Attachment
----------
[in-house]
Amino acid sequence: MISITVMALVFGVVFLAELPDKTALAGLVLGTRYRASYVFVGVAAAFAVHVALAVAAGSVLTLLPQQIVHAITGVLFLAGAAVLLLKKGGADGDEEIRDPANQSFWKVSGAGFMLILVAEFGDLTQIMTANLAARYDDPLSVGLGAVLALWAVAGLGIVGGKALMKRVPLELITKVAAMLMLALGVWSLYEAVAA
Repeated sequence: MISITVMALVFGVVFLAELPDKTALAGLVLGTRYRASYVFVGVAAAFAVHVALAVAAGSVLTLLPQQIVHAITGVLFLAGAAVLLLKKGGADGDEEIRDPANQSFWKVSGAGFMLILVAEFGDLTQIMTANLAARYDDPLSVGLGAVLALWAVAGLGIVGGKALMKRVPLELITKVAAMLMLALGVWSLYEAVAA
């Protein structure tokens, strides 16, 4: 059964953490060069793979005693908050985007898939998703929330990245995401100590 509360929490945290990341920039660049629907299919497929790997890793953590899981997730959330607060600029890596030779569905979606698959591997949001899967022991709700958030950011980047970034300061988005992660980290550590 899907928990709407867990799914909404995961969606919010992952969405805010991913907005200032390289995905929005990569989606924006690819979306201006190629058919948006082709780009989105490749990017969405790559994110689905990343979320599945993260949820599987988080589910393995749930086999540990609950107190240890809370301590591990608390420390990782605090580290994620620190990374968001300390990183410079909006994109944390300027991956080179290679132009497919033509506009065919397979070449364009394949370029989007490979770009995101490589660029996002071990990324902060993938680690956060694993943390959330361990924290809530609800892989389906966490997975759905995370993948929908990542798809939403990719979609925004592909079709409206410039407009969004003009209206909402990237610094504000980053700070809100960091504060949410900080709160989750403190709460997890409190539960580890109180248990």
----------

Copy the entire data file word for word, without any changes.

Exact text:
[in-house]
Amino acid sequence: MISITVMALVFGVVFLAELPDKTALAGLVLGTRYRASYVFVGVAAAFAVHVALAVAAGSVLTLLPQQIVHAITGVLFLAGAAVLLLKKGGADGDEEIRDPANQSFWKVSGAGFMLILVAEFGDLTQIMTANLAARYDDPLSVGLGAVLALWAVAGLGIVGGKALMKRVPLELITKVAAMLMLALGVWSLYEAVAA
Repeated sequence: MISITVMALVFGVVFLAELPDKTALAGLVLGTRYRASYVFVGVAAAFAVHVALAVAAGSVLTLLPQQIVHAITGVLFLAGAAVLLLKKGGADGDEEIRDPANQSFWKVSGAGFMLILVAEFGDLTQIMTANLAARYDDPLSVGLGAVLALWAVAGLGIVGGKALMKRVPLELITKVAAMLMLALGVWSLYEAVAA
């Protein structure tokens, strides 16, 4: 059964953490060069793979005693908050985007898939998703929330990245995401100590 509360929490945290990341920039660049629907299919497929790997890793953590899981997730959330607060600029890596030779569905979606698959591997949001899967022991709700958030950011980047970034300061988005992660980290550590 899907928990709407867990799914909404995961969606919010992952969405805010991913907005200032390289995905929005990569989606924006690819979306201006190629058919948006082709780009989105490749990017969405790559994110689905990343979320599945993260949820599987988080589910393995749930086999540990609950107190240890809370301590591990608390420390990782605090580290994620620190990374968001300390990183410079909006994109944390300027991956080179290679132009497919033509506009065919397979070449364009394949370029989007490979770009995101490589660029996002071990990324902060993938680690956060694993943390959330361990924290809530609800892989389906966490997975759905995370993948929908990542798809939403990719979609925004592909079709409206410039407009969004003009209206909402990237610094504000980053700070809100960091504060949410900080709160989750403190709460997890409190539960580890109180248990």